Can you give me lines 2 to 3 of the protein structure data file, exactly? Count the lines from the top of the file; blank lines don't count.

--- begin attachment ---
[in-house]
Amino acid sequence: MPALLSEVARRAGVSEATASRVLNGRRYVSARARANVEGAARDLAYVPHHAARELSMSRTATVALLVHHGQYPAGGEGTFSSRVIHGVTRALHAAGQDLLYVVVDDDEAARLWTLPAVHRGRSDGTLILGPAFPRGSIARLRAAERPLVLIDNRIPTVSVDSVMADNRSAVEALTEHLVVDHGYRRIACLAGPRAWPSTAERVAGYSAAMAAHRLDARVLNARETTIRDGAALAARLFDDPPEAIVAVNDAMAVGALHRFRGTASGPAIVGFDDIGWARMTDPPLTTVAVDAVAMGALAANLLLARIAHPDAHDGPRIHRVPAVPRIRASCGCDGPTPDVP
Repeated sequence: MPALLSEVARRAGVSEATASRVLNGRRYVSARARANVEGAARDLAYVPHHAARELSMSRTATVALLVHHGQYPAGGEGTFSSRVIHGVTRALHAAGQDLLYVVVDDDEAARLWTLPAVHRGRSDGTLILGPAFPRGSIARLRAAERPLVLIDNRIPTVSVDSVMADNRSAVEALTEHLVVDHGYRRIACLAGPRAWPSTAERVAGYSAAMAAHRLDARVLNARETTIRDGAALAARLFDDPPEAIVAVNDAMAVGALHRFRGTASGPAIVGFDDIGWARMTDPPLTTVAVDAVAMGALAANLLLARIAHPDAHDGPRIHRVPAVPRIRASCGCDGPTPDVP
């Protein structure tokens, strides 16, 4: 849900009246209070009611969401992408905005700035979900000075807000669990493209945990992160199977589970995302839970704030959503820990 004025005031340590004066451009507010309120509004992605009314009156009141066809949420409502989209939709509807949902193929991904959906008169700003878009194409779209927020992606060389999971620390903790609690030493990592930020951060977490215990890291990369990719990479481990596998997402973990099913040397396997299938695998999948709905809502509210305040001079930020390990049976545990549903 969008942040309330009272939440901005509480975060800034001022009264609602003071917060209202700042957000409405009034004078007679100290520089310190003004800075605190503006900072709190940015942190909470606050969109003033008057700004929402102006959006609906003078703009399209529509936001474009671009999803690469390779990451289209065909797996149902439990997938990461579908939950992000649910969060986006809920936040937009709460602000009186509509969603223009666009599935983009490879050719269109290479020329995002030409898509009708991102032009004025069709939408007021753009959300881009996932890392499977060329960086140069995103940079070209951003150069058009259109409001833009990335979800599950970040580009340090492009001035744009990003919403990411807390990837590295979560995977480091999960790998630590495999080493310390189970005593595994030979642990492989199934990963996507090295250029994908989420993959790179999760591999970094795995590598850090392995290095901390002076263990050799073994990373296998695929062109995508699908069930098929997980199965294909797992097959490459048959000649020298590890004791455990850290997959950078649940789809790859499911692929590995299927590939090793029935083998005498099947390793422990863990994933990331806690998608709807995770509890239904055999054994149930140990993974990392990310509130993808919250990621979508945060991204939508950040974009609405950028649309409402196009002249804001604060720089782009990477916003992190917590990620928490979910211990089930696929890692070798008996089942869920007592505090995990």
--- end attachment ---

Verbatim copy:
Amino acid sequence: MPALLSEVARRAGVSEATASRVLNGRRYVSARARANVEGAARDLAYVPHHAARELSMSRTATVALLVHHGQYPAGGEGTFSSRVIHGVTRALHAAGQDLLYVVVDDDEAARLWTLPAVHRGRSDGTLILGPAFPRGSIARLRAAERPLVLIDNRIPTVSVDSVMADNRSAVEALTEHLVVDHGYRRIACLAGPRAWPSTAERVAGYSAAMAAHRLDARVLNARETTIRDGAALAARLFDDPPEAIVAVNDAMAVGALHRFRGTASGPAIVGFDDIGWARMTDPPLTTVAVDAVAMGALAANLLLARIAHPDAHDGPRIHRVPAVPRIRASCGCDGPTPDVP
Repeated sequence: MPALLSEVARRAGVSEATASRVLNGRRYVSARARANVEGAARDLAYVPHHAARELSMSRTATVALLVHHGQYPAGGEGTFSSRVIHGVTRALHAAGQDLLYVVVDDDEAARLWTLPAVHRGRSDGTLILGPAFPRGSIARLRAAERPLVLIDNRIPTVSVDSVMADNRSAVEALTEHLVVDHGYRRIACLAGPRAWPSTAERVAGYSAAMAAHRLDARVLNARETTIRDGAALAARLFDDPPEAIVAVNDAMAVGALHRFRGTASGPAIVGFDDIGWARMTDPPLTTVAVDAVAMGALAANLLLARIAHPDAHDGPRIHRVPAVPRIRASCGCDGPTPDVP